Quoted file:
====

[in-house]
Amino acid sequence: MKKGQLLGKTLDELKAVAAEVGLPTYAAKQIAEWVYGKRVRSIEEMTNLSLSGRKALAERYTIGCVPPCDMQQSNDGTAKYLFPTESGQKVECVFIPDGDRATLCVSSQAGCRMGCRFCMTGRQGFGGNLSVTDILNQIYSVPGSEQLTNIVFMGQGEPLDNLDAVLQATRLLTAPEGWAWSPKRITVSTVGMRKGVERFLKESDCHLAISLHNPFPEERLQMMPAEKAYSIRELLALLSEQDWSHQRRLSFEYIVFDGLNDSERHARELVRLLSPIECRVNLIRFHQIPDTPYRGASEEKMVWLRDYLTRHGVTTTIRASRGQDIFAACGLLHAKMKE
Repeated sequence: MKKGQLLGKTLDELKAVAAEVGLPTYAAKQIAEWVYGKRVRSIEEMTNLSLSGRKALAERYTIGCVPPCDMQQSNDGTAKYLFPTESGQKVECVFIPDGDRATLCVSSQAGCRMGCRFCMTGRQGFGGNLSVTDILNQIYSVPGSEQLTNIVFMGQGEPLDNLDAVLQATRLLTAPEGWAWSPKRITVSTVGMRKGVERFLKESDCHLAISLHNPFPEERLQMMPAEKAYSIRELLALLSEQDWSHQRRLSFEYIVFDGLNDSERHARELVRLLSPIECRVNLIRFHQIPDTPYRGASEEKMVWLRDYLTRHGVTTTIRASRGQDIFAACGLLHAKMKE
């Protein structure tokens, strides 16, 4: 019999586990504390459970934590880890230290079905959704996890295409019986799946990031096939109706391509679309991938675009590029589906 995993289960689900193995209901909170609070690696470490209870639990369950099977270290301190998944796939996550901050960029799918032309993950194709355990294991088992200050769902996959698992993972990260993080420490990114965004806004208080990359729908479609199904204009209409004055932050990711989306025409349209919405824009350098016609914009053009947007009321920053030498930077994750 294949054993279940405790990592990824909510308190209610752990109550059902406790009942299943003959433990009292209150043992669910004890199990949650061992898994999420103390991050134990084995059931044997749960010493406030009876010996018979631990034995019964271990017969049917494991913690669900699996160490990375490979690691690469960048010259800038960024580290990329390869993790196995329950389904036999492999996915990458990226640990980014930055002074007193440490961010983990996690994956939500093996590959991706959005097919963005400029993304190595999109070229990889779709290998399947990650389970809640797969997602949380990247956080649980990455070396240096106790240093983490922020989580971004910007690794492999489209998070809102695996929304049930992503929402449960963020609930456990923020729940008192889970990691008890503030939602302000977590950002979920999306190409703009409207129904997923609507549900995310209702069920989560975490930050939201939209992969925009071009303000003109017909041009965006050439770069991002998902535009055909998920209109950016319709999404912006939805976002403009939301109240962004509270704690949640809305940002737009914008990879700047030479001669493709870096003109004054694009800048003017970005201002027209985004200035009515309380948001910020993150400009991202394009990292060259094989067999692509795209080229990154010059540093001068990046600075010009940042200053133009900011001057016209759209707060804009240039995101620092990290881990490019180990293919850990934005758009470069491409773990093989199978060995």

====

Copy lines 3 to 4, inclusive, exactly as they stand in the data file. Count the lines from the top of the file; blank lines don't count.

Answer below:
Repeated sequence: MKKGQLLGKTLDELKAVAAEVGLPTYAAKQIAEWVYGKRVRSIEEMTNLSLSGRKALAERYTIGCVPPCDMQQSNDGTAKYLFPTESGQKVECVFIPDGDRATLCVSSQAGCRMGCRFCMTGRQGFGGNLSVTDILNQIYSVPGSEQLTNIVFMGQGEPLDNLDAVLQATRLLTAPEGWAWSPKRITVSTVGMRKGVERFLKESDCHLAISLHNPFPEERLQMMPAEKAYSIRELLALLSEQDWSHQRRLSFEYIVFDGLNDSERHARELVRLLSPIECRVNLIRFHQIPDTPYRGASEEKMVWLRDYLTRHGVTTTIRASRGQDIFAACGLLHAKMKE
């Protein structure tokens, strides 16, 4: 019999586990504390459970934590880890230290079905959704996890295409019986799946990031096939109706391509679309991938675009590029589906 995993289960689900193995209901909170609070690696470490209870639990369950099977270290301190998944796939996550901050960029799918032309993950194709355990294991088992200050769902996959698992993972990260993080420490990114965004806004208080990359729908479609199904204009209409004055932050990711989306025409349209919405824009350098016609914009053009947007009321920053030498930077994750 294949054993279940405790990592990824909510308190209610752990109550059902406790009942299943003959433990009292209150043992669910004890199990949650061992898994999420103390991050134990084995059931044997749960010493406030009876010996018979631990034995019964271990017969049917494991913690669900699996160490990375490979690691690469960048010259800038960024580290990329390869993790196995329950389904036999492999996915990458990226640990980014930055002074007193440490961010983990996690994956939500093996590959991706959005097919963005400029993304190595999109070229990889779709290998399947990650389970809640797969997602949380990247956080649980990455070396240096106790240093983490922020989580971004910007690794492999489209998070809102695996929304049930992503929402449960963020609930456990923020729940008192889970990691008890503030939602302000977590950002979920999306190409703009409207129904997923609507549900995310209702069920989560975490930050939201939209992969925009071009303000003109017909041009965006050439770069991002998902535009055909998920209109950016319709999404912006939805976002403009939301109240962004509270704690949640809305940002737009914008990879700047030479001669493709870096003109004054694009800048003017970005201002027209985004200035009515309380948001910020993150400009991202394009990292060259094989067999692509795209080229990154010059540093001068990046600075010009940042200053133009900011001057016209759209707060804009240039995101620092990290881990490019180990293919850990934005758009470069491409773990093989199978060995």